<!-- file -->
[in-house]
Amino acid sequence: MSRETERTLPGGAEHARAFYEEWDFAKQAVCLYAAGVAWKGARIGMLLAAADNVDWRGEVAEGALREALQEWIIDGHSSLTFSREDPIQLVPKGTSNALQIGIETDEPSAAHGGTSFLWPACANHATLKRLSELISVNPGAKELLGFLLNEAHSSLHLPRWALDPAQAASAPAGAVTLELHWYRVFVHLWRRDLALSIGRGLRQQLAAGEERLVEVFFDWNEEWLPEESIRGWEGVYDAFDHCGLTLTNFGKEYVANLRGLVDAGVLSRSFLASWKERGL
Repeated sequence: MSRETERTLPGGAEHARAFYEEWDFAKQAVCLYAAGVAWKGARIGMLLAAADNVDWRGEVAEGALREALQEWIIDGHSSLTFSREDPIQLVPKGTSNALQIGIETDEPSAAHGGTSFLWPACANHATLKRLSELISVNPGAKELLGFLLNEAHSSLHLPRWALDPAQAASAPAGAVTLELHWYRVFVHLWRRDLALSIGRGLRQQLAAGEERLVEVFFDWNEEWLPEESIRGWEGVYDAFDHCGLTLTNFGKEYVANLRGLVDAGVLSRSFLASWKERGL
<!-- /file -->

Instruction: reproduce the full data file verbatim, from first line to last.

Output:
[in-house]
Amino acid sequence: MSRETERTLPGGAEHARAFYEEWDFAKQAVCLYAAGVAWKGARIGMLLAAADNVDWRGEVAEGALREALQEWIIDGHSSLTFSREDPIQLVPKGTSNALQIGIETDEPSAAHGGTSFLWPACANHATLKRLSELISVNPGAKELLGFLLNEAHSSLHLPRWALDPAQAASAPAGAVTLELHWYRVFVHLWRRDLALSIGRGLRQQLAAGEERLVEVFFDWNEEWLPEESIRGWEGVYDAFDHCGLTLTNFGKEYVANLRGLVDAGVLSRSFLASWKERGL
Repeated sequence: MSRETERTLPGGAEHARAFYEEWDFAKQAVCLYAAGVAWKGARIGMLLAAADNVDWRGEVAEGALREALQEWIIDGHSSLTFSREDPIQLVPKGTSNALQIGIETDEPSAAHGGTSFLWPACANHATLKRLSELISVNPGAKELLGFLLNEAHSSLHLPRWALDPAQAASAPAGAVTLELHWYRVFVHLWRRDLALSIGRGLRQQLAAGEERLVEVFFDWNEEWLPEESIRGWEGVYDAFDHCGLTLTNFGKEYVANLRGLVDAGVLSRSFLASWKERGL